gives better bounds. Details are left in the full paper. A distinct feature of our

bound is that it relates to the list decoding algorithm of Reed-Solomon codes.

If a better list decoding algorithm is found, then our bound can be improved

accordingly.

1.3 Organization of the Paper

The paper is organized as follows. In Section 2, we list some results of counting

numbers with small sum-of-digits. In Section 3, we present the basic idea and

the algorithm, and prove Theorem 1 and Corollary 1. In Section 4, we prove

Theorem 2 and Theorem 3. In Section 5, we extend the results to Artin-Schreier

extensions. We conclude our paper with discussions of open problems.

2 Numbers with Small Sum-of-Digits

Suppose that the expansion of a positive integer is

where for all How many nonnegative integers less

than satisfy Denote the number by Then

equals the number of nonnegative integral solutions of

under the conditions that for all The generating

function for is

If then the conditions can be removed, we have that

It is easy to see that if we have that

In the later section, we will need to estimate where is times

a small constant less than 2. Since

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On the Bounded Sum-of-Digits Discrete Logarithm Problem in Finite Fields 207

Hence if

3 The Basic Ideas and the Algorithm

The basic idea of our algorithm is adopted from the index calculus algorithm. Let

be a Kummer extension of namely, Assume that where

is the characteristic. The field is usually given as where

is an irreducible polynomial of degree dn over If satisfies the condition in

Theorem 1, then must be an irreducible polynomial over Denote

by To implement our algorithm, it is necessary that we work in another

model of namely, Fortunately the isomorphism

can be efficiently computed. To compute where is a polynomial

of degree at most dn â€“ 1 over all we have to do is to factor over

and to evaluate at one of the roots. Factoring polynomials

over finite fields is a well-studied problem in computational number theory, we

refer to [3] for a complete survey of results. The random algorithm runs in

expected time and the deterministic algorithm

runs in time From now on we assume the model

Consider the subgroup generated by in recall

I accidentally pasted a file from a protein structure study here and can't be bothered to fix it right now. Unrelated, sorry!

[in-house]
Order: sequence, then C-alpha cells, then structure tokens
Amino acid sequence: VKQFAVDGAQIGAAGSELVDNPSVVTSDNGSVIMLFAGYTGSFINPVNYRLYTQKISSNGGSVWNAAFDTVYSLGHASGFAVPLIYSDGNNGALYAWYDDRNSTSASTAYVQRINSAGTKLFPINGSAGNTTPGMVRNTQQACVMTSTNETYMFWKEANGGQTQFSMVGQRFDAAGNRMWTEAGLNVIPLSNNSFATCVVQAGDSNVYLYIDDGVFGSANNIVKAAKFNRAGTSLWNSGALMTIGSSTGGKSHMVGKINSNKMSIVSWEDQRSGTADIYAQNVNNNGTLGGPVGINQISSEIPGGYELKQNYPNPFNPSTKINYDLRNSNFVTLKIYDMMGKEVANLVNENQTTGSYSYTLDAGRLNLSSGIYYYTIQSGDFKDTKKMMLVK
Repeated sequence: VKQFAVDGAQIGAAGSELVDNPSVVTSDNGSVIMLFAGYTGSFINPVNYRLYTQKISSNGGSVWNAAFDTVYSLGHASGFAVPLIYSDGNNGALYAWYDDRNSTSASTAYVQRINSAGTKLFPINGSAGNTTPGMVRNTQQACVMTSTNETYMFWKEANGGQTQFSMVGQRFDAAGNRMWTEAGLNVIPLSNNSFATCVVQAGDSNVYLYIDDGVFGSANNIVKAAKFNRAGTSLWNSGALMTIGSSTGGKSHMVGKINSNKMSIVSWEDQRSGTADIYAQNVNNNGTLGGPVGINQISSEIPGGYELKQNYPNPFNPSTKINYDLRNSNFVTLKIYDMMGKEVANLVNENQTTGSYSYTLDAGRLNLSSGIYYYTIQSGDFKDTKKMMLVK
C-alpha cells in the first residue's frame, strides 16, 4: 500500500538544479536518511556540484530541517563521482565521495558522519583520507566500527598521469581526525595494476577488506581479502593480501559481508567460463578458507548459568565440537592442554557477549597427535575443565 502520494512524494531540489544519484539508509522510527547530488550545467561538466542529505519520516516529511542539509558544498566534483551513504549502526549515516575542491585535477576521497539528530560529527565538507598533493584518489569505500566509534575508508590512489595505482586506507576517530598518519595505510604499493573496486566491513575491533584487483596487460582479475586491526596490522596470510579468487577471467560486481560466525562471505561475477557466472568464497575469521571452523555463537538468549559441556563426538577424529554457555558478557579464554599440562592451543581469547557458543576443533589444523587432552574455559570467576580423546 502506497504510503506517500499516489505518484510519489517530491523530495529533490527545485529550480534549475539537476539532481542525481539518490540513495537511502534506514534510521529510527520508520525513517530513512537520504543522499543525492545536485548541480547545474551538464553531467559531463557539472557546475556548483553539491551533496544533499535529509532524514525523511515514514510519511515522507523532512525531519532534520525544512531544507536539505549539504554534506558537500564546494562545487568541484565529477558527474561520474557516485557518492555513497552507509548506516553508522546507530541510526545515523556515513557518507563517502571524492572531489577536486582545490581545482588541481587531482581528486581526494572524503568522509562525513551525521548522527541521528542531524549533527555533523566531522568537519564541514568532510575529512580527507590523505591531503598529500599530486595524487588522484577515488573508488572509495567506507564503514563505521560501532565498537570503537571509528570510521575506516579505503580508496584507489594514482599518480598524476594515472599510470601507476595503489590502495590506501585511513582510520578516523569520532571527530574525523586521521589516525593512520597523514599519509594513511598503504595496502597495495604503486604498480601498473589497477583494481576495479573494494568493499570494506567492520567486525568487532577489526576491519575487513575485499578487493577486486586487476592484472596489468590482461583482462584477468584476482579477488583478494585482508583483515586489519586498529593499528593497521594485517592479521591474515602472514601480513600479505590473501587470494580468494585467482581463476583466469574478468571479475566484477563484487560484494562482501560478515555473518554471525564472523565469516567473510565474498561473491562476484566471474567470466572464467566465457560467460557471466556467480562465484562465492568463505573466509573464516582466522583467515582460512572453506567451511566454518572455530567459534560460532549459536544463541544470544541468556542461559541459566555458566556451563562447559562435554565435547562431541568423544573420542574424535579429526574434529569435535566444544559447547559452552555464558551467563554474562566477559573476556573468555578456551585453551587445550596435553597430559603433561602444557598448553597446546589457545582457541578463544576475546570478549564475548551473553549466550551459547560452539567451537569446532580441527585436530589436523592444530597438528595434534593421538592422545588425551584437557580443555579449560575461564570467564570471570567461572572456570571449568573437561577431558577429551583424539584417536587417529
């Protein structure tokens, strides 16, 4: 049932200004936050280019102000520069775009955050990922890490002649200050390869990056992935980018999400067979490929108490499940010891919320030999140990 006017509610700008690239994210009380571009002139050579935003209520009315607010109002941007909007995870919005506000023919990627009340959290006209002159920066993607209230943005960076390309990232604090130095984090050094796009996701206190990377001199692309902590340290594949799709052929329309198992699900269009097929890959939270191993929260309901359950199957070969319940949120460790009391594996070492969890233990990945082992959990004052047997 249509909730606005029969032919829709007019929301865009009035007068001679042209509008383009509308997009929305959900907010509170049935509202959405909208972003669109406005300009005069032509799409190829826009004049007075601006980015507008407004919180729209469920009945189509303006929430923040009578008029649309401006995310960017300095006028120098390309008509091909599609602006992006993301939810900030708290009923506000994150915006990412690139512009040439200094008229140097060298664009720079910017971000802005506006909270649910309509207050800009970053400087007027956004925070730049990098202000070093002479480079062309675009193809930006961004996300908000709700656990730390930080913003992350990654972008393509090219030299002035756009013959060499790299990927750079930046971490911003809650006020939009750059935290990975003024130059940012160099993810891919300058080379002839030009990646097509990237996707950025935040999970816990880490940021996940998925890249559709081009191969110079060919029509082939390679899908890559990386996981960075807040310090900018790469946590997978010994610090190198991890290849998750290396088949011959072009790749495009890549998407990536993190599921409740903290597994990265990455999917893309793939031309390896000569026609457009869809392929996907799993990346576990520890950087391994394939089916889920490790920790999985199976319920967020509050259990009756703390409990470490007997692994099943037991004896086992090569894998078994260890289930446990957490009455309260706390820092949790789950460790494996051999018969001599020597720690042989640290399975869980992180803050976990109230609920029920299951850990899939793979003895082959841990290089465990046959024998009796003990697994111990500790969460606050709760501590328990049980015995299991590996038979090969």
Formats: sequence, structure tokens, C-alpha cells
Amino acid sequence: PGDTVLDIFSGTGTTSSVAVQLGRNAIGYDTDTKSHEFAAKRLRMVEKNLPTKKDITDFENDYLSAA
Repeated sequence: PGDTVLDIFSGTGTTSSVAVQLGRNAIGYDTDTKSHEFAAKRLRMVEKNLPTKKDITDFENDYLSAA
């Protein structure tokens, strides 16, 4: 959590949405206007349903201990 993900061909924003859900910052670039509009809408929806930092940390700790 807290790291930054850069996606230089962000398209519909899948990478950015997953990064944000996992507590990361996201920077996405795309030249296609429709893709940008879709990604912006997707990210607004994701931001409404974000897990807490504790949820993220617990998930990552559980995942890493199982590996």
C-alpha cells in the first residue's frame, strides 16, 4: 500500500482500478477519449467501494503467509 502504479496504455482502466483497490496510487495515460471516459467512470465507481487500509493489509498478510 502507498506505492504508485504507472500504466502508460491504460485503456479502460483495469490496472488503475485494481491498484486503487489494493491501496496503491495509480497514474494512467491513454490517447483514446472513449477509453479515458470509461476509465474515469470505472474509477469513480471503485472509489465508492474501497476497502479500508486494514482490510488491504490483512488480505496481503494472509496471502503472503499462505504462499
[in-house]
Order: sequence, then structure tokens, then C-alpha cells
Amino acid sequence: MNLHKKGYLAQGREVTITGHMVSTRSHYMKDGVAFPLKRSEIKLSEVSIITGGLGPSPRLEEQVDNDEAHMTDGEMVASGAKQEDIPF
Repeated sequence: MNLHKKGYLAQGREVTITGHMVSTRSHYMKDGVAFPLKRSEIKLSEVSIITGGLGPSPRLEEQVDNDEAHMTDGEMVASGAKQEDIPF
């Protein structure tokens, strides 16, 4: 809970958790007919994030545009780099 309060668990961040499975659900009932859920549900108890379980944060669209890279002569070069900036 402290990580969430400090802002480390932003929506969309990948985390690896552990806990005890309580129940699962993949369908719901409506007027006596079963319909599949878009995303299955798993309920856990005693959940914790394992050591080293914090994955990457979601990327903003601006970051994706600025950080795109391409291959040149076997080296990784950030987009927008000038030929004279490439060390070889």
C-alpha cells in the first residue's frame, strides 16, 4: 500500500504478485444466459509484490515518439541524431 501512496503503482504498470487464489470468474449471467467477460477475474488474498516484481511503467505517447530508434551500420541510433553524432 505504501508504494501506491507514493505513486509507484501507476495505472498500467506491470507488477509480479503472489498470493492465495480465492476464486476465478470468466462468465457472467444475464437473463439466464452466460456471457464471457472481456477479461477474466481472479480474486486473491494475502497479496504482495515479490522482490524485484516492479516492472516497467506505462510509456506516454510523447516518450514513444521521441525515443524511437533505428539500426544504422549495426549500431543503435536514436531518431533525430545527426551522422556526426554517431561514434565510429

that and The generator has order greater than

[8], and has a very nice property as follows. Denote by we have

and more generally

In other words, we obtain a set of relations: for

This corresponds to the precomputation stage of the index calculus.

TEAM LinG

208 Qi Cheng

The difference is that, in our case, the stage finishes in polynomial time, while

generally it requires subexponential time. For a general exponent

If is an element in where is a polynomial of degree less

than and and then due to unique factorization

in can be completely split into the product of linear factors over

We can read the discrete logarithm from the factorizations, after the coefficients

are normalized. The algorithm is described as follows.

Algorithm 1 Input: in satisfying the conditions in

Theorem 1.

Output:

1. Define an order in (for example, use the lexicographic order). Compute

and sort the list

2. Suppose that is represented by where has degree less

than Factoring over let where

are in

3. (Normalization) Normalize the coefficients and reorder the factors of

such that their constant coefficients are and

where

4. Output

The step 1 takes time The

most time-consuming part is to factor a polynomial over with degree at most

The random algorithm runs in expected time and

the deterministic algorithm runs in time

Normalization and reordering can be done in time since we have

a sorted list of Thus the algorithm can be finished in

random time and in deterministic time

This concludes the proof of the main theorem.

Now we are ready to prove Corollary 1. Any where

is congruent to a product of at most linear factors

modulo If we have an algorithm running in time

according to Theorem 1. So we only need to consider the case when

The general purpose algorithm will run in random time where

is a subexponential function. Theorem 1 follows from the fact that

4 The Application of the List Decoding Algorithm

of Reed-Solomon Codes

A natural question arises: can we relax the bound on the sum-of-digits and

still get a polynomial time algorithm? Solving the problem under the condition

TEAM LinG

On the Bounded Sum-of-Digits Discrete Logarithm Problem in Finite Fields 209

basically renders the discrete logarithm problems in and

any of its subfields easy. Suppose that where has degree

less than Using the same notations as in the previous section, we have

Hence there exists a polynomial with degree such that

If the cardinality of is greater than then the curve will pass

at least points in the set

To find all the polynomials of degree which pass at least

points in a given set of points, is an instance of the list decoding problem of

Reed-Solomon codes. It turns out that there are only a few of such polynomials,

and they can be found efficiently as long as

Proposition 1. (Guruswami-Sudan [12] ) Given distinct elements

values and a natural number there are

at most many univariate polynomials of degree at most

such that for at least many points. Moreover, these polynomials

can be found in random polynomial time.

For each we use the Cantor-Zassenhaus algorithm to factor

There must exist a such that the polynomial can

be completely factored into a product of linear factors in

and is computed as a consequence.

4.1 The Proof of Theorem 2

In this section, we consider the case when If there are at least

number of nonzero then we can apply the Guruswami-

Sudan algorithm to find all the In order to prove Theorem 2, it remains to

show:

Lemma 1. Define as

and for

and as

We have

for some constant when is sufficiently large.

TEAM LinG

210 Qi Cheng

Proof. The cardinality of is

The cardinality of is less than The summands